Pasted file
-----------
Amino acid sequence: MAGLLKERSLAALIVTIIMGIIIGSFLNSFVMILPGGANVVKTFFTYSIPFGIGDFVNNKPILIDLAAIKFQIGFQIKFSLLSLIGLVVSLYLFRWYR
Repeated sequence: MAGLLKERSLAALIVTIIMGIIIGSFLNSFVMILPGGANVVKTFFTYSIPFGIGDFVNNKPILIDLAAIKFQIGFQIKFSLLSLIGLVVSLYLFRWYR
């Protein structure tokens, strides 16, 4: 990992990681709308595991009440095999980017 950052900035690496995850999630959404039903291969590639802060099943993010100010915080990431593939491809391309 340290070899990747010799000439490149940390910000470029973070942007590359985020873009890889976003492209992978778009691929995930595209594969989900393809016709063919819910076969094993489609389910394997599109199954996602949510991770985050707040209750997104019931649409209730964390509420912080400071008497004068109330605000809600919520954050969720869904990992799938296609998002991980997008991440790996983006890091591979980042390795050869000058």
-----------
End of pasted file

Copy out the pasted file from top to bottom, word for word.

Amino acid sequence: MAGLLKERSLAALIVTIIMGIIIGSFLNSFVMILPGGANVVKTFFTYSIPFGIGDFVNNKPILIDLAAIKFQIGFQIKFSLLSLIGLVVSLYLFRWYR
Repeated sequence: MAGLLKERSLAALIVTIIMGIIIGSFLNSFVMILPGGANVVKTFFTYSIPFGIGDFVNNKPILIDLAAIKFQIGFQIKFSLLSLIGLVVSLYLFRWYR
């Protein structure tokens, strides 16, 4: 990992990681709308595991009440095999980017 950052900035690496995850999630959404039903291969590639802060099943993010100010915080990431593939491809391309 340290070899990747010799000439490149940390910000470029973070942007590359985020873009890889976003492209992978778009691929995930595209594969989900393809016709063919819910076969094993489609389910394997599109199954996602949510991770985050707040209750997104019931649409209730964390509420912080400071008497004068109330605000809600919520954050969720869904990992799938296609998002991980997008991440790996983006890091591979980042390795050869000058």